Yes, this makes a certain amount of sense. Yes, I can buy that the factions would be busy warring instead of sorting this out. But much like Cataclysm, it feels like we’re focusing on the solution to problems three or four steps down the ladder. The faction war is going hot again, but we’re only taking part in the most backwards sense, and the Heart of Azeroth is more or less wholly left off to one side. It’s a concern, but not something that we’re supposed to be actively worried about.
So instead of feeling like an expansion focused on the faction conflict, at the moment it feels like a whole bunch of stupid conflicts advanced to give people a reason to fight, and then an excuse to go faff about Kul Tiras or Zandalar. Despite the fact that the two do not lead into one another. Seriously, we could just search out these allies without the assaults on the capitals.
Breaking what was already fixed
The part where this starts to really feel a lot like Cataclysm are the many, many ways that the game tries to fix issues with the game’s systems… systems that were working fine and were not actually broken. Some of that is just a matter of Artifacts being handled in the worst possible way, but I think it goes a little bit deeper than that.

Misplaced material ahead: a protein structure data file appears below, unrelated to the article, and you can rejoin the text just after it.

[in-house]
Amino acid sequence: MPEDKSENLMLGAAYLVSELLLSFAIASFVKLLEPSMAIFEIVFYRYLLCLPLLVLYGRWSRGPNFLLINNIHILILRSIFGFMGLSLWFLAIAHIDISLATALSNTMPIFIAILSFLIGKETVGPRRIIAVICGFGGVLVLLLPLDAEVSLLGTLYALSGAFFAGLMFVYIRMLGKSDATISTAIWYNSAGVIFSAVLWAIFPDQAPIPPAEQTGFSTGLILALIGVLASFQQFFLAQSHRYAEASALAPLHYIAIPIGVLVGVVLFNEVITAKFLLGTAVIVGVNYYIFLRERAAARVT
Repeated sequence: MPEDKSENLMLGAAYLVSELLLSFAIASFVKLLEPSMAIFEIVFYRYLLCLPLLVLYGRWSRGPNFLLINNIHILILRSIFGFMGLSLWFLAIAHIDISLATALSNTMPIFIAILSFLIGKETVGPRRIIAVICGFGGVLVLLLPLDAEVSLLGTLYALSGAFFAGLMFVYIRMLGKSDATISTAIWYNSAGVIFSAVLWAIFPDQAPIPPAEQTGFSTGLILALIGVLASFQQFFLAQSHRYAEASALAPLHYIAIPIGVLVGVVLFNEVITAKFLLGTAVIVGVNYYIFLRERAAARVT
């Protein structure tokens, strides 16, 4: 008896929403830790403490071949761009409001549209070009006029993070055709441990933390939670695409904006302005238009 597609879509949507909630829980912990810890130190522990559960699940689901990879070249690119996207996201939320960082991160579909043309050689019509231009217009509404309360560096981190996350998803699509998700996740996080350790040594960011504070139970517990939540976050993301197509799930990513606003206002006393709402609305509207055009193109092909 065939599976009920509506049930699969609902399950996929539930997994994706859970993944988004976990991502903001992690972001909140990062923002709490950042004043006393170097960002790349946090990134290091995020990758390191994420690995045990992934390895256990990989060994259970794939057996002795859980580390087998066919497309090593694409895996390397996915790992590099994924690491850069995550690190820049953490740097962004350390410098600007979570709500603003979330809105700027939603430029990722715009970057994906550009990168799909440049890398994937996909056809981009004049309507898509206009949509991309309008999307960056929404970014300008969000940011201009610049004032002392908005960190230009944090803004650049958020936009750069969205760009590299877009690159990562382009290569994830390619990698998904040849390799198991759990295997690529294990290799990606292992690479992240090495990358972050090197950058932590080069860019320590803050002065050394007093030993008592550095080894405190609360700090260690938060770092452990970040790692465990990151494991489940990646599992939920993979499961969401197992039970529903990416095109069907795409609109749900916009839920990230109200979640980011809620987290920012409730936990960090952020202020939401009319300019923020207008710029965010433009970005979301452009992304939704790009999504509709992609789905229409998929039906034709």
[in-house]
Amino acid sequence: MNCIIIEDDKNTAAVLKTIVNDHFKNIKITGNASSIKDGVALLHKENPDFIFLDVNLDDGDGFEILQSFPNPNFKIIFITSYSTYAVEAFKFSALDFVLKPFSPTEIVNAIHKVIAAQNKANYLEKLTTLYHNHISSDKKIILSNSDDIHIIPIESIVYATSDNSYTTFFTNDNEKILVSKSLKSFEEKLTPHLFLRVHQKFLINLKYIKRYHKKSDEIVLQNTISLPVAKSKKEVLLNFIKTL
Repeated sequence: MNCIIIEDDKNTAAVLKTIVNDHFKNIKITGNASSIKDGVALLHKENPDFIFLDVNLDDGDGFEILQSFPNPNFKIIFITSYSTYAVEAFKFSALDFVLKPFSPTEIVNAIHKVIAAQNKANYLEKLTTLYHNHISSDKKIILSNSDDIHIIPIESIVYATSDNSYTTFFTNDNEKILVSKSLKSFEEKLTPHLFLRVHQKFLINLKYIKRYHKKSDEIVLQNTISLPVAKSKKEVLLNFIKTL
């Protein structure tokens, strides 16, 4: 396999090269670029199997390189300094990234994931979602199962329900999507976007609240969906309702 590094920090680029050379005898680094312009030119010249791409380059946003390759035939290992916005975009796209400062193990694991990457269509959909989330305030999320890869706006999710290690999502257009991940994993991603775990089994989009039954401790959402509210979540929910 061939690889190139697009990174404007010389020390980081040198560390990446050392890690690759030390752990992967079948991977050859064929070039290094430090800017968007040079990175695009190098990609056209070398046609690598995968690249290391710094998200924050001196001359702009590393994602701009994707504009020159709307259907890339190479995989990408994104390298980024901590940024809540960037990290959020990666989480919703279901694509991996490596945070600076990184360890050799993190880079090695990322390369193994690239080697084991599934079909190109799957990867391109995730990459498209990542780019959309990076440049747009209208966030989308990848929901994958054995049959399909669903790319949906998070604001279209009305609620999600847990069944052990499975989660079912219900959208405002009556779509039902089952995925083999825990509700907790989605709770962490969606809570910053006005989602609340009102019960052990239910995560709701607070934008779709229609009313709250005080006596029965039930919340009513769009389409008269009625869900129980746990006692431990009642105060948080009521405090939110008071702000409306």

At the end of the day, the biggest problem in Legion was Legendaries. They were just too random and too prone to giving you things you either would never need or definitely needed ages ago. Artifacts were designed as a part of the spec from the ground up, so rather than feeling like a huge power bump, they felt more like the part that made the whole spec sing. Sure, some were better or worse about it, but the extra powers they granted felt like they should really just be a part of the class.
The solution for removing them was mostly just number tuning and then maybe tossing the ability somewhere on the talent tree, instead of filling out the frankly shameful number of levels in which the game does not give you anything. And the replacement system, thus far, feels less complimentary.
The idea of having Azerite armor functioning as “build your own Legendary items” is pretty cool as a concept, but it doesn’t feel particularly organic. If anything, it feels like socketing gear (something the game has walked away from) with fewer chores associated for non-gemcrafters. Nor do the powers granted feel particularly great; they’re passive abilities that, at least from what I’ve seen, don’t really change how you play your spec. Perhaps I’m just a bit cynical after everything else, it’s certainly possible.